After weeks of extensive lobbying by industry advocates, on May 14, the federal government finally announced a COVID-19 pandemic financial aid package for Canada’s fish harvesters.
The COVID-19 pandemic has had a profound and negative impact on the fishing and seafood industries in Atlantic Canada and around the globe.
In an attempt to stabilize the Canadian economy, the federal government had already announced billions of dollars in subsidy and aid programs to various sectors, including a $62.5-million Canadian Seafood Stabilization Fund aimed at helping the fish and seafood processing sector.
Groups including the Canadian Independent Fish Harvesters’ Federation (CIFHF), the Maritime Fishermen’s Union (MFU) and the FFAW-Unifor, have been demanding financial assistance from Prime Minister Justin Trudeau and Fisheries Minister Bernadette Jordan, like that set aside for the processing sector.
But how much will the $469.4 million in announced funding initiatives actually help those in the fishery that have been negatively impacted by the global coronavirus?
The cornerstone of the long-awaited funding is the Fish Harvester Benefit, a program worth up to $267.6 million, to help provide income support for this year’s fishing seasons to eligible self-employed fish harvesters and sharespersons’ crew who cannot access the Canada Emergency Wage Subsidy.
Support will also be provided to those that experience fishing income declines of greater than 25 per cent in the 2020 tax year, compared with a reference period to be identified. This measure covers 75 per cent of fishing income losses beyond a 25 per cent income decline threshold, up to a maximum individual entitlement equivalent to what is provided under the Canada Emergency Wage Subsidy ($847 per week for up to 12 weeks).
Another aspect of the aid package is the Fish Harvester Grant, a program worth up to $201.8 million, to provide grants to help fish harvesters impacted by the COVID-19 pandemic and who are ineligible for the Canada Emergency Business Account or equivalent measures. The program would provide non-repayable support of up to $10,000 to self-employed fish harvesters with a valid fishing licence. Size of the non-repayable support will vary depending on the level of fish harvesters’ historic revenue.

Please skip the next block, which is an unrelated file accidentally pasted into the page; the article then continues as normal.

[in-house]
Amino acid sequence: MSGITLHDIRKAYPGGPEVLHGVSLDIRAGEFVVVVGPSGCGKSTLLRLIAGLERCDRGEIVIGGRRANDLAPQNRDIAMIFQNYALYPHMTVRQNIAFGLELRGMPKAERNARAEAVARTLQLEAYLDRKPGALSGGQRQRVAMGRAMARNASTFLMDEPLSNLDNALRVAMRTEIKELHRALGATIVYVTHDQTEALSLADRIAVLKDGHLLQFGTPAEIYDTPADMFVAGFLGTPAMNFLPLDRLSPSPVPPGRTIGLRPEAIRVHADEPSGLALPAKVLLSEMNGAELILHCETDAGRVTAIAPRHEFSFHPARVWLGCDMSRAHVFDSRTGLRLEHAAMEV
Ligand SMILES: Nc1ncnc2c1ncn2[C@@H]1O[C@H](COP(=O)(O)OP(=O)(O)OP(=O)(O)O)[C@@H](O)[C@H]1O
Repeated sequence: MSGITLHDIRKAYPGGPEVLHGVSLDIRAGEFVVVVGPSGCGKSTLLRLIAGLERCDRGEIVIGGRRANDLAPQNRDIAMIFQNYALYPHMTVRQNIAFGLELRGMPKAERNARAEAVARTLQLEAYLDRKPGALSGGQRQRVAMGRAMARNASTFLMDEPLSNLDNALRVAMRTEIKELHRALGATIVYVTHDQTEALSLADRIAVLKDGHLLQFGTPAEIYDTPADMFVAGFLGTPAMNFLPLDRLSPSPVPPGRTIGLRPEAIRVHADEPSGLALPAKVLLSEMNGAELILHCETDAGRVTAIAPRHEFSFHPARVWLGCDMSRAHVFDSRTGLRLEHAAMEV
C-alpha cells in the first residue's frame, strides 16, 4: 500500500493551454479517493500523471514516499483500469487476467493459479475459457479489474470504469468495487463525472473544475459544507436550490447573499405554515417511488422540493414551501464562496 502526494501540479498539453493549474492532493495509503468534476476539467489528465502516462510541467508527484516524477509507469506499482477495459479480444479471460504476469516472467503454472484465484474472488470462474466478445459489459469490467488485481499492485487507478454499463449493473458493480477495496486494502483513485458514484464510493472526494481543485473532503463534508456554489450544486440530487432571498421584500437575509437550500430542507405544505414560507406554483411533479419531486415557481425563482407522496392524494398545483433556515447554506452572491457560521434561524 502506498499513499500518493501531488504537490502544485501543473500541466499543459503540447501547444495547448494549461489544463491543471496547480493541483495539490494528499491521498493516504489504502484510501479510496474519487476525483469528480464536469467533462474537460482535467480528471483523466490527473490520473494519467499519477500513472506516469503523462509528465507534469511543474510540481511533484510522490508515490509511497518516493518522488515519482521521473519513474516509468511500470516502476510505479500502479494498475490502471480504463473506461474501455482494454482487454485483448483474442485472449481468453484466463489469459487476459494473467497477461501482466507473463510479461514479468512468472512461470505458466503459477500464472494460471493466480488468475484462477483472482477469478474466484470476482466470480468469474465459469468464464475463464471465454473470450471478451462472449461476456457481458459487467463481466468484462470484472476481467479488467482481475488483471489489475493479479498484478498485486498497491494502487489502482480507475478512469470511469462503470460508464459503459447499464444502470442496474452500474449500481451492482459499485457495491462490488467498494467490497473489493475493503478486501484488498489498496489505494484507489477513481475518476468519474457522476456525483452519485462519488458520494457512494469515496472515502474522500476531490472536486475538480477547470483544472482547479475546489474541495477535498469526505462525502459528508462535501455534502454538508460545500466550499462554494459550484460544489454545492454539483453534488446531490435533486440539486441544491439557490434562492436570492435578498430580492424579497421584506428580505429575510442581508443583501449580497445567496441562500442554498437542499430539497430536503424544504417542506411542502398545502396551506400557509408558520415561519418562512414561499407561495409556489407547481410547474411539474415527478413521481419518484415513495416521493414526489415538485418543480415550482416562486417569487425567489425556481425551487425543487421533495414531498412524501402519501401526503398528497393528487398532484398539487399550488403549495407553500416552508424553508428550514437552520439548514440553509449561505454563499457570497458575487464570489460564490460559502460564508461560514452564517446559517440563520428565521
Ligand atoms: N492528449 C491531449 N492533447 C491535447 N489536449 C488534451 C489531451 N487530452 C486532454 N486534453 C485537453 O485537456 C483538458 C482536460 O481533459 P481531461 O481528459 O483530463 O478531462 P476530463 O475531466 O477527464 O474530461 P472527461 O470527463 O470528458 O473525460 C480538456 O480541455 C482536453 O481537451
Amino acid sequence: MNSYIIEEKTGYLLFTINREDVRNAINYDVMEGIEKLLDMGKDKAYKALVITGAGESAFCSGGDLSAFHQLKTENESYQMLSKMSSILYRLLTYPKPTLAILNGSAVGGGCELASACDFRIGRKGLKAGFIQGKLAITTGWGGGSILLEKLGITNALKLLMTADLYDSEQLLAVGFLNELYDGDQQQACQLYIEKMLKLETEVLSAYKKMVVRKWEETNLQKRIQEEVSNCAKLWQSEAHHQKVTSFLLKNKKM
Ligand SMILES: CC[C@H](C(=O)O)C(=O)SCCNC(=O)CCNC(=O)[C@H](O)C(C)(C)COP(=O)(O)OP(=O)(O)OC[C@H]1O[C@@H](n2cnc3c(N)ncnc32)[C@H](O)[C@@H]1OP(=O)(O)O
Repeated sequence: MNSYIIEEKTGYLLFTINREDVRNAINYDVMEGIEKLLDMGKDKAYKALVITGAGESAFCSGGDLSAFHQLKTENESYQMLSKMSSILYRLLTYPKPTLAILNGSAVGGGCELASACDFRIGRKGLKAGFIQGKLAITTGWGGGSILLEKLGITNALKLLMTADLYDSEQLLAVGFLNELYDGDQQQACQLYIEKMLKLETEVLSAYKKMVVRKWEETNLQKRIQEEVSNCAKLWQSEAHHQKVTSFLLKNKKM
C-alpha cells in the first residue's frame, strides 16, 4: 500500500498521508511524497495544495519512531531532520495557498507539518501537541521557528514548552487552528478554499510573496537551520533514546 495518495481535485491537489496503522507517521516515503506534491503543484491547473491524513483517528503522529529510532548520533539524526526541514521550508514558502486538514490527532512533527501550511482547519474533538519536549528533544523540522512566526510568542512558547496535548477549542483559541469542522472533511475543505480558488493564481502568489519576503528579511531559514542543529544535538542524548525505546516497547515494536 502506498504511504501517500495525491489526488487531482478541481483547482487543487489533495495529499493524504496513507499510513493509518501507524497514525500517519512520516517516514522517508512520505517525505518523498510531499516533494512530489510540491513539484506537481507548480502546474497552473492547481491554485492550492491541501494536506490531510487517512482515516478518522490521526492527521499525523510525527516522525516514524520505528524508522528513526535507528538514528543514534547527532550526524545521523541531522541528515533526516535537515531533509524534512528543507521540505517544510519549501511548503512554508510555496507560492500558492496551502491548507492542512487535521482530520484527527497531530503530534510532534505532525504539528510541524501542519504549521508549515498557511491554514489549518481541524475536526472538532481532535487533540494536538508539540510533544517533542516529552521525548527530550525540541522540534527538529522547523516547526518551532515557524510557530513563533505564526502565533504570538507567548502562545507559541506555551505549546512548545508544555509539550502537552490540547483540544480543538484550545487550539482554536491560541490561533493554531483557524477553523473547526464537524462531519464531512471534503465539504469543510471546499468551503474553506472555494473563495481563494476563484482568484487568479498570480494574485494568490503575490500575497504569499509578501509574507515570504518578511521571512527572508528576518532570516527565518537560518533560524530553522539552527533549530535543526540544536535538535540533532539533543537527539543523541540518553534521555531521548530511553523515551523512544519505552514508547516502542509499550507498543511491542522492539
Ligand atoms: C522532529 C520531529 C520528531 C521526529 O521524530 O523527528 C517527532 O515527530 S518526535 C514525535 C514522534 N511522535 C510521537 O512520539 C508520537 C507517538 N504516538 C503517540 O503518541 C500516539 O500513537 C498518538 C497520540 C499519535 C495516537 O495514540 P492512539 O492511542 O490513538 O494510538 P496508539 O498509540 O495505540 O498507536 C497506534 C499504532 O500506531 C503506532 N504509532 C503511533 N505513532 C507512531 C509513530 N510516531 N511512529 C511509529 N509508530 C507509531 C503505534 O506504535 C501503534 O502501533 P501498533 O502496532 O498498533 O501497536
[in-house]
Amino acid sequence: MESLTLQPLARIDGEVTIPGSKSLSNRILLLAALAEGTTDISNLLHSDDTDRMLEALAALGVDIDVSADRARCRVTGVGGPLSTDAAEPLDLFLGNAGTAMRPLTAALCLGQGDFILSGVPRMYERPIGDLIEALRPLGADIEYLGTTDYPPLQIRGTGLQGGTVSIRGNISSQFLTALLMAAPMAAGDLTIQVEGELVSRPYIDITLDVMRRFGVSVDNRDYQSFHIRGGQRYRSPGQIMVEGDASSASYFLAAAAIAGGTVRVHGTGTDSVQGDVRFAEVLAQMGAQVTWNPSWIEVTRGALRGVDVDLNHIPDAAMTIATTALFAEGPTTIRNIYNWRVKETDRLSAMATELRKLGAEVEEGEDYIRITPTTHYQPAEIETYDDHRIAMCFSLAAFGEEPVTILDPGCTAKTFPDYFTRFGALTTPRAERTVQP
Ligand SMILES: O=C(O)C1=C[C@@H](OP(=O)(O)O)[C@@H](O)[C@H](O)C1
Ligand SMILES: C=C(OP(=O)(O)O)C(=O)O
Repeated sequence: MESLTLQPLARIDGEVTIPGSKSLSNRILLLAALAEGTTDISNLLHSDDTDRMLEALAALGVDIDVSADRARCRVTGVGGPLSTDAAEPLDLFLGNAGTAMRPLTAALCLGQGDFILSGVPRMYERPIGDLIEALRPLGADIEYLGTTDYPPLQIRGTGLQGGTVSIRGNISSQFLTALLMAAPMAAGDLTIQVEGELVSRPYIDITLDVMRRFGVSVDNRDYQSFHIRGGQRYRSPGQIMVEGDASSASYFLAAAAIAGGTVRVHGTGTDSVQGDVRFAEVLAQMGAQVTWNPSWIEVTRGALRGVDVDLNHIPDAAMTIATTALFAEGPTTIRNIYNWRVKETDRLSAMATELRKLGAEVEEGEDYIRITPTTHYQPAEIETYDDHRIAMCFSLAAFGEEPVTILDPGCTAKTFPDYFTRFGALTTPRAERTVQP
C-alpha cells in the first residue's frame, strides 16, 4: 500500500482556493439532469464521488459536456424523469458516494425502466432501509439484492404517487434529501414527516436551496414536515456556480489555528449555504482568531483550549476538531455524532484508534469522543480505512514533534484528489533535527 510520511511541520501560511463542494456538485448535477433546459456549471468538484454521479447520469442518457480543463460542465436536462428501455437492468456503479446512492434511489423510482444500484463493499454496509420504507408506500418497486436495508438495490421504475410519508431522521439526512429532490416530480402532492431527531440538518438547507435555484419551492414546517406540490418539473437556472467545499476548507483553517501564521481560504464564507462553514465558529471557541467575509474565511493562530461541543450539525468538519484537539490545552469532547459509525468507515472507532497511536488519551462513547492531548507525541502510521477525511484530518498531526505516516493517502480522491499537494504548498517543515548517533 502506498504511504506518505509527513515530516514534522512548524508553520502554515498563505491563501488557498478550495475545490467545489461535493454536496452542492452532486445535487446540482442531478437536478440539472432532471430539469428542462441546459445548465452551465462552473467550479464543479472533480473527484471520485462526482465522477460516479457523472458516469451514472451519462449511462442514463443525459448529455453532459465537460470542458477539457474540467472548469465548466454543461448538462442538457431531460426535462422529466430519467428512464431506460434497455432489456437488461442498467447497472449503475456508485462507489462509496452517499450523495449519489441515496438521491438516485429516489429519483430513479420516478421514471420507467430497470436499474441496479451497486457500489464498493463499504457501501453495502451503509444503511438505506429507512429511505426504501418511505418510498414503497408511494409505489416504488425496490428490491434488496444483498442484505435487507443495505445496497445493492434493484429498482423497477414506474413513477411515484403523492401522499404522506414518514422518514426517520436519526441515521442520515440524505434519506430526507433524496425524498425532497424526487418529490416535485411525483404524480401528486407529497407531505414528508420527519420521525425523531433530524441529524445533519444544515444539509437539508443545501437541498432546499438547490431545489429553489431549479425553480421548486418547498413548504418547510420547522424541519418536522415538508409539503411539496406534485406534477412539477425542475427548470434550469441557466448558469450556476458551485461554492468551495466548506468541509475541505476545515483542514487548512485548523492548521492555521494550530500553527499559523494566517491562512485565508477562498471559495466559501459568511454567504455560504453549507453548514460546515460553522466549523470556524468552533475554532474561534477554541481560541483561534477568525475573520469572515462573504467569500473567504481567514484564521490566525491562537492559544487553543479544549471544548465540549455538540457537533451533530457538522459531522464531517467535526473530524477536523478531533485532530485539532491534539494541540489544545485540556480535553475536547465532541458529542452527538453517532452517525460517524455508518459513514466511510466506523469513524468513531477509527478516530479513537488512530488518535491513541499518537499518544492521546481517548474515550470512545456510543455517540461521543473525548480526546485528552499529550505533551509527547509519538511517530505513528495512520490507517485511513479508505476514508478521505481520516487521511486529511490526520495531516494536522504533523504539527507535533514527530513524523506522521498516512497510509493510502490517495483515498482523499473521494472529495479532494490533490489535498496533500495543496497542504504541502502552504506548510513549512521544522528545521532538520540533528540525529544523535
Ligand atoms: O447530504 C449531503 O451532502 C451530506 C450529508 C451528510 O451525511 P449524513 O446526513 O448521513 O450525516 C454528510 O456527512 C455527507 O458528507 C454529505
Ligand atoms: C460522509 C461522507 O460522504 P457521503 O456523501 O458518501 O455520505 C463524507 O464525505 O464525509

However, the government announcement, for now, skirted around one of the key demands by inshore fish harvester advocates. The groups all lobbied for extended employment insurance (EI) benefits for a 12-month period for all fisheries workers, independent harvesters, crews and plant workers and include all salmon workers who qualified for E.I. based on the 2018 fishing season.
On this always controversial topic, the federal government was slightly vague for now. It is planning to “propose measures or changes to employment insurance (EI) that would allow self-employed fish harvesters and sharespersons to access EI benefits on the basis of insurable earnings from previous seasons (winter and summer claims). Additional details on these measures will be made available soon.”
So, while those representing fishermen in Atlantic Canada seem somewhat satisfied in the recent assistance from Ottawa, the proof will be in the pudding when the EI changes are announced.
FFAW-Unifor President Keith Sullivan summed up this sentiment best when he said “Previous federal programs have fallen short when it comes to supporting fish harvesters and plant workers. While these measures do not address every recommendation made by FFAW-Unifor, we are hopeful that further programs, particularly those that address concerns about employment insurance benefits, will be announced soon.”